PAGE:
Boeing agrees to pay $200 million for misleading public about 737 Max

New York
CNN Business

Boeing and its former CEO Dennis Muilenburg have agreed to pay a hefty fine to settle allegations from the Securities and Exchange Commission that they misled the public about the safety of the 737 Max after two years. service Deadly accident in 2018 and 2019.

SEC allegations that, following the October 2018 Lion Air 737 Max jet crash that killed 189 people, Boeing and Muilenburg knew that part of the plane’s flight control system caused an ongoing safety concern but told the public that the 737 Max was safe to fly. Following the deadly crash of a 737 Max on March 10, 2019, the SEC alleges that Boeing and Muilenburg intentionally misled the public about “negligibility” and “loopholes” in the system’s certification process. control that flight.

“In times of crisis and tragedy, it is especially important that public companies and executives provide complete, fair, and truthful information to the market,” said SEC Chairman Gary Gensler. know in a statement. “The Boeing Company and its former CEO, Dennis Muilenburg, have failed in this most basic obligation. They misled investors by offering assurances about the safety of the 737 MAX, despite knowing about serious safety concerns.”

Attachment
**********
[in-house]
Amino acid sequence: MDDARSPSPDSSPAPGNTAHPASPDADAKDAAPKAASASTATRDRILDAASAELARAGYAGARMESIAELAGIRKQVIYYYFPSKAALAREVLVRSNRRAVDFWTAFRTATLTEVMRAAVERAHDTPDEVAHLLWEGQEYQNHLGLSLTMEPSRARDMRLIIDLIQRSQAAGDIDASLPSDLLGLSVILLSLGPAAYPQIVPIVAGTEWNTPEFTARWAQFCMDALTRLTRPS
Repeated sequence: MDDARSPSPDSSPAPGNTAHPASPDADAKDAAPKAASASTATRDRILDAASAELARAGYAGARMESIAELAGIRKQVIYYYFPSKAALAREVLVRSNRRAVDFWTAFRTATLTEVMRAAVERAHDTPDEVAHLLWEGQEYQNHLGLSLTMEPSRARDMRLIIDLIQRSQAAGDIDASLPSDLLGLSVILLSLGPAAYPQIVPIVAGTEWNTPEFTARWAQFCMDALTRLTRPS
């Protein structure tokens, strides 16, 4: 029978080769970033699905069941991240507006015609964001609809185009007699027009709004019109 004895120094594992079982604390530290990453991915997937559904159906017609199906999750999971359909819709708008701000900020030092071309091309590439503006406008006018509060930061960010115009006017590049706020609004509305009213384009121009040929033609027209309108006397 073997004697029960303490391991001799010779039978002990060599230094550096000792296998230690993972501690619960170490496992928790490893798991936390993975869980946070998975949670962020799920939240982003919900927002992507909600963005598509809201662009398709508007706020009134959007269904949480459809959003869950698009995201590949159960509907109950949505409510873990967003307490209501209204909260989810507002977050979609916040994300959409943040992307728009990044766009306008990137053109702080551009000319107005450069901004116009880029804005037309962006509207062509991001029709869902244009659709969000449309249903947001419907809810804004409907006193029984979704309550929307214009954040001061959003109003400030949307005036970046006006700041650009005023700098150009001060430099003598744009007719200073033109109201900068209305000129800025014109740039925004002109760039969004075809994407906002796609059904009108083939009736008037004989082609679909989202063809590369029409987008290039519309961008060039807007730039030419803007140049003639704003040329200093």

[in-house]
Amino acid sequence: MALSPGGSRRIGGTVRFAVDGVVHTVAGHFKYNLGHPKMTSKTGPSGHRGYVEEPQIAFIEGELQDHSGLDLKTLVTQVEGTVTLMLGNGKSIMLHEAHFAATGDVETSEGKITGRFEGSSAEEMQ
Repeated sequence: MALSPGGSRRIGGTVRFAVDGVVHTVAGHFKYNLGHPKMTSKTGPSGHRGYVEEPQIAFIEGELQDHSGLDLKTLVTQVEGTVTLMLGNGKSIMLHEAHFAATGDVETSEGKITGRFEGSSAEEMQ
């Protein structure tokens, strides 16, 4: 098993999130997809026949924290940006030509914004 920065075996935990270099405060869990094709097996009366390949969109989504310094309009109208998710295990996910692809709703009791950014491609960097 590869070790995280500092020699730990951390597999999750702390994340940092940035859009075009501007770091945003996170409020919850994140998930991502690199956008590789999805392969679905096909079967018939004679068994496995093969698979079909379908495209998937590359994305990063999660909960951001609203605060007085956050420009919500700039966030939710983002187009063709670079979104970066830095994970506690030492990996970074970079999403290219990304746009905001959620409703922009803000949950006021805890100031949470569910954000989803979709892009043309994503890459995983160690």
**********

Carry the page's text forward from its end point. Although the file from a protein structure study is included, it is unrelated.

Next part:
In a statement, Boeing said that the agreement “completely resolves the previously disclosed SEC investigation into issues related to the 737 MAX crash.”

“Today’s agreement is part of a broader effort by the company to responsibly resolve outstanding legal issues related to the 737 MAX crash in a manner that serves the interests of the public,” Boeing said in a statement. best interests of shareholders, employees and other stakeholders”.

The company and Muilenburg have agreed to settle allegations of violations of the anti-fraud provisions of US securities laws, but they have not acknowledged or denied the SEC’s allegations. Boeing agreed to pay a $200 million payment, and Muilenburg agreed to pay $1 million.

“Boeing and Muilenburg put profits before everyone else by misleading investors about the safety of the 737 Max in an effort to restore Boeing’s image after two tragic crashes that killed 346 people and caused immense pain. measure for so many families,” said Gurbir Grewal, director of the SEC’s Division of Enforcement in a statement.

The fines, although large, pale in comparison to financial blow Boeing lost years on the 737 Max. Boeing’s announced losses have run into the tens of billions of dollars, and that doesn’t take into account the company’s legal exposure.

Shares of Boeing

fell more than 3% on Thursday but rose slightly in after-hours trading following the SEC announcement.

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